India Interior

Where apron strings secure freedom from society’s curbs

Usha Rai | Updated on February 22, 2020 Published on February 22, 2020

An NGO makes aprons innovative tools to educate the young on reproductive health

Some 30 years ago, when Pallavi Patel of the well-known NGO, CHETNA (Centre for Health, Education, Training and Nutrition Awareness), set out to train traditional birth attendants or dais in the tribal belts of Gujarat, it was important to give graphic information on the human reproductive system, menstruation and child birth. Though they delivered babies and, with practice, began understanding the various stages of pregnancy and complications that might arise, the dais needed more clarity on the reproductive system.

So, the health team worked on aprons made out of packaging cloth, locally known as madarpet. On each apron, one stage of menstruation was painted using water colours. After the various stages were painted on different aprons, the dais wore them and stood in a row. The trainer, with the series of colourful aprons before her, would explain the process of menstruation. At the end of the training, the organisations that had sought CHETNA’s expertise for the training sessions requested that the aprons be left behind.

Realising that the aprons were proving to be useful tools for teaching a health issue like menstruation that people in the Eighties and Nineties were reluctant to talk about, CHETNA decided to make the aprons user-friendly and mass-produce them. Smita Bajpai of CHETNA and designer Suchitra from the National Institute for Design were given the responsibility.

Currently about 30,000 aprons are being used across the country for training health workers as well as adolescents. In the last five years, there has been a surge in the demand. NGOs, local as well as international, government departments as well as corporates involved in corporate social responsibility (CSR) and schools are using the aprons for training as well as creating awareness in adolescents on reproductive health.

The aprons are now painted in 10 languages — Hindi, Marathi, Gujarati, Kannada, Telugu, Tamil, Assamese, Odia, Bengali and English and their price is ₹150 for the women’s apron and ₹185 for those on men/boys. The women’s apron has half a dozen flaps and the male apron more flaps to explain different parts of the human anatomy and their role in reproduction.

Kandu Kale Aske, a sachetjiji or health worker from a village in Barwani district of Madhya Pradesh, says many adolescents start their periods uninformed and unprepared. “Earlier, we discussed menstruation using sign language or code words. During the training programme of CHETNA, for the first time, we got to know about our womb, the egg sac and the lining that breaks when the egg is not fertilised. We learnt why we bleed during menstruation and that menstruation is a natural process and not dirty.”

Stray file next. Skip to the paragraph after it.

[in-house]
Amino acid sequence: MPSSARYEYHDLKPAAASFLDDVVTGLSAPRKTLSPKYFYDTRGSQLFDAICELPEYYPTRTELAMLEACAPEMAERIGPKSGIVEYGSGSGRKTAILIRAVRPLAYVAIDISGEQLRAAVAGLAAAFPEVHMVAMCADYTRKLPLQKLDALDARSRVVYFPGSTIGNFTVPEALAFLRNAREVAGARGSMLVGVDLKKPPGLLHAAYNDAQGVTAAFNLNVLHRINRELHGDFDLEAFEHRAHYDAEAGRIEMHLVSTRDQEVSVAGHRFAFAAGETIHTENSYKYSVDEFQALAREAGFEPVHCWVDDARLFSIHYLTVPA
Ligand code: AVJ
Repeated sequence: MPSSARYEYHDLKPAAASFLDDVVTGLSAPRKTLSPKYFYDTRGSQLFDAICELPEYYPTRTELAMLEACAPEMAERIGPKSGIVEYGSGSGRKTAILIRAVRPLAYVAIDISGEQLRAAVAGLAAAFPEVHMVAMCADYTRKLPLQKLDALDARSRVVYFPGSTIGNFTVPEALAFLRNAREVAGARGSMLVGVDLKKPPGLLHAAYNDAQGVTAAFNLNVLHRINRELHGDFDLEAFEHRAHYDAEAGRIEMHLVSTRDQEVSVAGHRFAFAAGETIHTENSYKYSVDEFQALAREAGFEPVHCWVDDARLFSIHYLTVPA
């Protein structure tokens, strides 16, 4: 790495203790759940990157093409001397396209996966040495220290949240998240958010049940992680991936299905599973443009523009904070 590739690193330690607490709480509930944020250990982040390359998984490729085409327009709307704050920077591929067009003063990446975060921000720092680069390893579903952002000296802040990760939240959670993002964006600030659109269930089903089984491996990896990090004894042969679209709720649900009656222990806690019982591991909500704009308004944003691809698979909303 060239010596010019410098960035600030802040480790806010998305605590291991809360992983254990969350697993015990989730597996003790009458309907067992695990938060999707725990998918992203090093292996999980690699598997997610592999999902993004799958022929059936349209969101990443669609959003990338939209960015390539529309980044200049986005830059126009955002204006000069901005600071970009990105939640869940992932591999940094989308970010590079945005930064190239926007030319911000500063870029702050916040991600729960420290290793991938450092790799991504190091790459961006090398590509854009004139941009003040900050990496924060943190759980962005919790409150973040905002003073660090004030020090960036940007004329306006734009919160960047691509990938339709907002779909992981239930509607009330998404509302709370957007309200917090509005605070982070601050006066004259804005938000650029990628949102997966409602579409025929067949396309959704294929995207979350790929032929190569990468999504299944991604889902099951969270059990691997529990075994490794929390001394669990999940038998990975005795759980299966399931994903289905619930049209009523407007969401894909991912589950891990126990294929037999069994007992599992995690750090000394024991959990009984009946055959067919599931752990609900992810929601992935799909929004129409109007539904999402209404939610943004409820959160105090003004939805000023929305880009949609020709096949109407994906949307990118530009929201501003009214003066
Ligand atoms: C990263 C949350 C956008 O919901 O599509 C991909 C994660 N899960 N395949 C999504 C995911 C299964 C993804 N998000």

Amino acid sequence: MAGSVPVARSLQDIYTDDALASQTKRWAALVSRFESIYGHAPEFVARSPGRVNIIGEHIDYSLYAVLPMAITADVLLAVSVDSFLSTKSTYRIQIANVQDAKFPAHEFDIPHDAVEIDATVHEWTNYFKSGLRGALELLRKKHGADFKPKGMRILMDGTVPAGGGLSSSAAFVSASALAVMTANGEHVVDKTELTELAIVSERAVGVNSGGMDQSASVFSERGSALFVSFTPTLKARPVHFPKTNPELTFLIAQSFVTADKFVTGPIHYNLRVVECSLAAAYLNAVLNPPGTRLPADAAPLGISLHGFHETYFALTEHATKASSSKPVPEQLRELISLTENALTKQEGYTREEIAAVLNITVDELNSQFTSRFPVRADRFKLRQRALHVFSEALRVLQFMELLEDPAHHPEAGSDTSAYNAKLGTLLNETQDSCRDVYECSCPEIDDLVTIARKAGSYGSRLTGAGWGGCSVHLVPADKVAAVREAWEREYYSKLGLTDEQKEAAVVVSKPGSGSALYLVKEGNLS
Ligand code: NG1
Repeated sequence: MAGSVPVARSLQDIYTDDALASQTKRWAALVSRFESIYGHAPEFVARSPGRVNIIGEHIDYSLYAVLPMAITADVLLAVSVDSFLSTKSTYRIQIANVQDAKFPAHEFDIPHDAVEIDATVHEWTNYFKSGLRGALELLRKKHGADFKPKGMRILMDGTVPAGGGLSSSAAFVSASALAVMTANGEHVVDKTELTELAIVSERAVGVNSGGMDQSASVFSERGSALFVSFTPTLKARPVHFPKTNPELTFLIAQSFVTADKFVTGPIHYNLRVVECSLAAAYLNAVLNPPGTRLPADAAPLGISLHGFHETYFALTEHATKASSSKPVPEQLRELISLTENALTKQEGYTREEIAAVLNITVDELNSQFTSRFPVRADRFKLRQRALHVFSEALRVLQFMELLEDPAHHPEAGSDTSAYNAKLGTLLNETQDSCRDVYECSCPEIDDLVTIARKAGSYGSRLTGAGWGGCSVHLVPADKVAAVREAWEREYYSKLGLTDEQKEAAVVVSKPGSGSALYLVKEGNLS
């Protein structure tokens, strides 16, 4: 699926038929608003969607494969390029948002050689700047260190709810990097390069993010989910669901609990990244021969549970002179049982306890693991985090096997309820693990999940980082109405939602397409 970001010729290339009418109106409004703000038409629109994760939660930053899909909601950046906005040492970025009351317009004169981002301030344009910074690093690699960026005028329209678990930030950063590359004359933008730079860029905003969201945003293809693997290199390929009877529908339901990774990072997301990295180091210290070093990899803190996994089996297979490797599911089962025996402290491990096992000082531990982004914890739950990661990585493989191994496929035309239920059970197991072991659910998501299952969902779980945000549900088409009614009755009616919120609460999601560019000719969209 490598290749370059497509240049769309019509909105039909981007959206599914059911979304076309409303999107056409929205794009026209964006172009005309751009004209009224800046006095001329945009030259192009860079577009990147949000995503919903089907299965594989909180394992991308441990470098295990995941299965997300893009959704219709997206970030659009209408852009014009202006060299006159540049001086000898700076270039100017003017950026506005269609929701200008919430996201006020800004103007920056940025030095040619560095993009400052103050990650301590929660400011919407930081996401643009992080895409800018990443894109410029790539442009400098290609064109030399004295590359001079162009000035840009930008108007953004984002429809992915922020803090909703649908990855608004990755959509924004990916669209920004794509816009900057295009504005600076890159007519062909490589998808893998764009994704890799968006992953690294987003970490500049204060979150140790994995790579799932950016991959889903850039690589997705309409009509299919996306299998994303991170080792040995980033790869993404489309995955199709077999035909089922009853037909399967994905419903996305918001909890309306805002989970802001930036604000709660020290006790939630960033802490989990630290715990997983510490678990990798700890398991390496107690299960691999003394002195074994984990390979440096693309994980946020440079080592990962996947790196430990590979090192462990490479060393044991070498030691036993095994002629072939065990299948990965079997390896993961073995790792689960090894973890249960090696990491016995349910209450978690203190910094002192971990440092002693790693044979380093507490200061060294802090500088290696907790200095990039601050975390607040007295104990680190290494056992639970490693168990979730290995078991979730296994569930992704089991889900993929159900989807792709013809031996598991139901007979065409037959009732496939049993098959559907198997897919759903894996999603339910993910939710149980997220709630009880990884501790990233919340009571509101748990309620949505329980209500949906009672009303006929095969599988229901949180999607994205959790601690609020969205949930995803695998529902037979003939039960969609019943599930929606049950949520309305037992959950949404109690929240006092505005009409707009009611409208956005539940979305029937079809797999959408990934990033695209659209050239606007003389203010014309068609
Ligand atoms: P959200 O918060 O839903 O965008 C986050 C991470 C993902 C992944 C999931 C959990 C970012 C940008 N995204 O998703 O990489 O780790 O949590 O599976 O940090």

Silence broken

“We started discussing menstruation wearing the cloth apron. It took us some time but now, without any hesitation we can talk about it during ‘Mangal Diwas’ (special day to talk about health and nutrition with women and adolescent girls) and at meetings of Self-Help Groups. Young girls and women are interested to learn about menstruation and the care to be taken. The silence around menstruation has finally broken. Our own families and a few families in our villages have taken the initiative to stop treating girls as untouchables during menstruation. We let our girl enter the kitchen while she is menstruating but we are still scared of men’s reaction about temple entry during those days. I am confident we will change their thinking too. It is after some hesitation that I have started attending bhajans during menstruation”.

While providing scientific information, the aprons have served as tools to empower women. Armed with their new knowledge, women have started discarding the myths about menstruation. However, earlier this month, there was an alarming incident in the Shri Sahjanand Girls Institute of Bhuj, where 68 undergraduate girl students were asked to remove their undergarments to prove they were not menstruating after the hostel-in-charge complained to the principal that the girls were violating religious norms by entering kitchens, temples, etc. Understandably, there was a huge protest by the girls who thought they were in an empowering institute of learning.

Based on the success of the apron for women, aprons on the male reproductive system were designed and 10,000 sold to those working with adolescent males. The demonstration with the aprons, after some initial hesitation, opens up discussion on various issues of the young growing to adulthood.

In Sabarkantha district of Gujarat, where separate sessions are held with girls and boys about their reproductive system using the aprons, Dr Prajapati says questions are asked about nightfall and whether girls too have nightfall.

Boys also ask about menses or the monthly periods that girls have and why boys don’t have it. They ask about condoms and emergency contraceptive pills whose advertisements they have seen. Doctors provide their mobile numbers so that boys/girls who are too shy to ask questions in a classroom can do so more discreetly on the phone. Many boys want to know where and how they can get condoms. Even 10 and 12-year-olds ask about condoms.

The writer is a senior Delhi-based journalist

Follow us on Telegram, Facebook, Twitter, Instagram, YouTube and Linkedin. You can also download our Android App or IOS App.

Published on February 22, 2020

Stay on top of market moving news and maximize your investments! Sign UP FREE Now and get our specially curated newsletter every week.

This article is closed for comments.
Please Email the Editor